Needless to say, it was a season to forget for The Freak.
After finishing with the best record in baseball in 2011, the Phillies entered 2012 with higher expectations after being eliminated in the NLDS.
Yet it was an uphill battle from the beginning, as first baseman Ryan Howard was still recovering from tearing his Achilles while making the final out of the aforementioned playoff series, and second baseman Chase Utley's knees were an issue yet again. Thus, to start the season, Philadelphia was without its two best bats.
Naturally, the team struggled. Pitching ace and 2010 NL Cy Young Award winner Roy Halladay missed nearly two months with a strained lat muscle and finished the season 11-8 with a 4.49 ERA, his worst since becoming a full-time starter. Even worse, left-hander Cliff Lee fell victim to the lack of offense and didn't get his first win of the season until July 4. He finished the year with a 3.16 ERA, 207 strikeouts and 1.11 WHIP, but his record was a paltry 6-9.
The team started playing better once Utley came back in late June and Howard in early July, but it was too late. Philadelphia finished the season 81-81 and in third place in the NL East.
After the 2011 season ended with a horrific collapse later headlined by the infamous chicken-and-beer debacle that saw manager Terry Francona and general manager Theo Epstein essentially forced out, the Red Sox needed a fresh start and a new attitude. Thus, they hired an Epstein disciple in Ben Cherington at GM and the fiery Bobby Valentine to be the head of the clubhouse.
It was thought that Valentine's no-nonsense approach would light a fire under Boston and keep them contending for the AL East title per usua. But such was not to be.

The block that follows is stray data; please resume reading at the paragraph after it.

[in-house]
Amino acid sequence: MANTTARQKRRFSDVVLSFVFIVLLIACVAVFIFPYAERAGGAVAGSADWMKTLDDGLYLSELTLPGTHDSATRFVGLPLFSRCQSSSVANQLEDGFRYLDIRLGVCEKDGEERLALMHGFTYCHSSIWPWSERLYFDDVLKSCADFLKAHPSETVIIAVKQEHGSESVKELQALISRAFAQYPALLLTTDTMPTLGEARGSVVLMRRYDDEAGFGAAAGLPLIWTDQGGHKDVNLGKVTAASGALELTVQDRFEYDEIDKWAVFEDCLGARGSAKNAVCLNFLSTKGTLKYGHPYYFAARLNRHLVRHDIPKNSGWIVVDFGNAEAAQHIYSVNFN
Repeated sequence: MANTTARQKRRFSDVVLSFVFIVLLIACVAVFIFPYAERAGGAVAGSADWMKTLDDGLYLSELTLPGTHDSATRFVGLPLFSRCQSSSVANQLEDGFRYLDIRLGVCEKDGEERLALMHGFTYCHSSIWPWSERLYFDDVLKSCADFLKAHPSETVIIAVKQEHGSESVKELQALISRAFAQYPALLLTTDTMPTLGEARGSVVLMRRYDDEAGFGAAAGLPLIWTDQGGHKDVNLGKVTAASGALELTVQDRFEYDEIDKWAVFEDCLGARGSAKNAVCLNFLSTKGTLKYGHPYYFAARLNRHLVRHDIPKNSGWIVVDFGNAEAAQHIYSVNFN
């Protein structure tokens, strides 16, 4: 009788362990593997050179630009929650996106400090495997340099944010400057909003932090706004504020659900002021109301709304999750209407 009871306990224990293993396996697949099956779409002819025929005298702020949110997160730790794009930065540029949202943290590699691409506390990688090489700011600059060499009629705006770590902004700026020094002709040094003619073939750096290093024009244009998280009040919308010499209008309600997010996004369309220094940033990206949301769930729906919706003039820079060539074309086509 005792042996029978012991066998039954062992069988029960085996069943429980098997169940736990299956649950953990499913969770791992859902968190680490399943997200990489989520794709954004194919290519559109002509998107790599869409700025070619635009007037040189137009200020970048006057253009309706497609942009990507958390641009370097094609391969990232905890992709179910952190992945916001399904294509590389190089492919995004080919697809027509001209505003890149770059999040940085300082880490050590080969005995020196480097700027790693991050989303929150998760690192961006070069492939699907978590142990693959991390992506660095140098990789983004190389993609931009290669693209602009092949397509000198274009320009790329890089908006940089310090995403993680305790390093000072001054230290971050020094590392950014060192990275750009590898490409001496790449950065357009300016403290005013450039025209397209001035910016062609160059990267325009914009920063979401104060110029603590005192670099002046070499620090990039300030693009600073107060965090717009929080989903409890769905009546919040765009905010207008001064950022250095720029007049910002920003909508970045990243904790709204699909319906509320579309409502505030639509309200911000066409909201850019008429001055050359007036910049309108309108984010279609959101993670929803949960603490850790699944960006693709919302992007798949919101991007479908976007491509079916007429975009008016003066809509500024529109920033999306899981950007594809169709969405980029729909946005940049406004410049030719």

In reality, the team never responded to the brash and outspoken Valentine, and the season seemed doomed from the get-go. In July, some of the players even met with team ownership and asked that Valentine be fired, though the owners took no action in that regard.
Granted, the number of players Boston had on the disabled list didn't help Valentine at all, but there's no way that anyone could have seen this disappointing season on the horizon. In the end, Cherington and team management gave up on the season and ended up trading Adrian Gonzalez, Carl Crawford (right after he had Tommy John surgery), Josh Beckett and Nick Punto to the Los Angeles Dodgers for a group of prospects.
Finally, after the last game of the season was played, Valentine was fired after a 69-93 season. It was Boston's first losing season since 1997, and those 93 losses were the most for the team since 1965.
After doing a phenomenal job as the San Diego Padres closer for three years, Bell signed a three-year, $27 million contract with the Miami Marlins. Unfortunately, both he and the Marlins ended up being major disappointments.
Bell ended up blowing three saves in April and another one in early May before finally losing the closer's job in mid-July, at which point he had 19 saves on the year. He finished the year out as a middle reliever/setup man and posted a 5.09 ERA and 1.55 WHIP.